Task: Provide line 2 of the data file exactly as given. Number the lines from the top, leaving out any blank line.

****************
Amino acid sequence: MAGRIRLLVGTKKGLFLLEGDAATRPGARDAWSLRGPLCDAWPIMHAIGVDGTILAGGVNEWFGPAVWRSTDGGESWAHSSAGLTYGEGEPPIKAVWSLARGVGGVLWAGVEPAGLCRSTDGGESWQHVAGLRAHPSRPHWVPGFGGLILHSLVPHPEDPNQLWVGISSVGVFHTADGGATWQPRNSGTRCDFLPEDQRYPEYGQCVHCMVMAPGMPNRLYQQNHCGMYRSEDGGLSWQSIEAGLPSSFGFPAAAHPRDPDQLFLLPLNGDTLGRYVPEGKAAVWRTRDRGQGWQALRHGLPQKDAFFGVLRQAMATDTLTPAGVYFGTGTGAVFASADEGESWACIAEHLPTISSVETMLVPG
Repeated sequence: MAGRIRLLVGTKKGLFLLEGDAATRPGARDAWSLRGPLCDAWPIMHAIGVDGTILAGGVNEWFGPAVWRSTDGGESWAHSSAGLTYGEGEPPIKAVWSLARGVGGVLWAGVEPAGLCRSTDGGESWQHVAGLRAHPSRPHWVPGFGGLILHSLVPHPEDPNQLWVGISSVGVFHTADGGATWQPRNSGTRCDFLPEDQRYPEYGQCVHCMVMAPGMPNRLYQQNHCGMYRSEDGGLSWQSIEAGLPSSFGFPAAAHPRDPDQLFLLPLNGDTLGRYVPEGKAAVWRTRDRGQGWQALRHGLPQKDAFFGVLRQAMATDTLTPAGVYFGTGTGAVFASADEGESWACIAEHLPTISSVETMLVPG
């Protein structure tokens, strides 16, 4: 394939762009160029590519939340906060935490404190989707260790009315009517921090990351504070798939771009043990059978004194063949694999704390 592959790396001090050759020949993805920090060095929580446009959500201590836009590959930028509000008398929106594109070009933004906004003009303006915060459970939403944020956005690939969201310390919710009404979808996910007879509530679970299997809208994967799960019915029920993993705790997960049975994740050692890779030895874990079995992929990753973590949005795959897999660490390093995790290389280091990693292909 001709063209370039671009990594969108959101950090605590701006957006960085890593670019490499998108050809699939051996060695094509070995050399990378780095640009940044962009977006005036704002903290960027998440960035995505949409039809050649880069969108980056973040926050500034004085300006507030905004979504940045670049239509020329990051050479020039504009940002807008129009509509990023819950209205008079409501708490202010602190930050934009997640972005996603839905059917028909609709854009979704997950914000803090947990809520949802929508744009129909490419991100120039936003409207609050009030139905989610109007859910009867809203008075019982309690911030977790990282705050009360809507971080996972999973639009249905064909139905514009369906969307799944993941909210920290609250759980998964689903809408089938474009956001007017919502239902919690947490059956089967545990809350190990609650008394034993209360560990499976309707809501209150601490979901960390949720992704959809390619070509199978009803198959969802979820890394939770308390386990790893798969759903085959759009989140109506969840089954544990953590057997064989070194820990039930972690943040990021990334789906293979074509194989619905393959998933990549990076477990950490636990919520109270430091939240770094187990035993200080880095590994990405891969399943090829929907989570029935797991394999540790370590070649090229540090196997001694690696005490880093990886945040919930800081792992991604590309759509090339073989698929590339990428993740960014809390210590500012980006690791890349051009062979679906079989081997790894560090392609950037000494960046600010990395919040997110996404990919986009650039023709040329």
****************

Repeated sequence: MAGRIRLLVGTKKGLFLLEGDAATRPGARDAWSLRGPLCDAWPIMHAIGVDGTILAGGVNEWFGPAVWRSTDGGESWAHSSAGLTYGEGEPPIKAVWSLARGVGGVLWAGVEPAGLCRSTDGGESWQHVAGLRAHPSRPHWVPGFGGLILHSLVPHPEDPNQLWVGISSVGVFHTADGGATWQPRNSGTRCDFLPEDQRYPEYGQCVHCMVMAPGMPNRLYQQNHCGMYRSEDGGLSWQSIEAGLPSSFGFPAAAHPRDPDQLFLLPLNGDTLGRYVPEGKAAVWRTRDRGQGWQALRHGLPQKDAFFGVLRQAMATDTLTPAGVYFGTGTGAVFASADEGESWACIAEHLPTISSVETMLVPG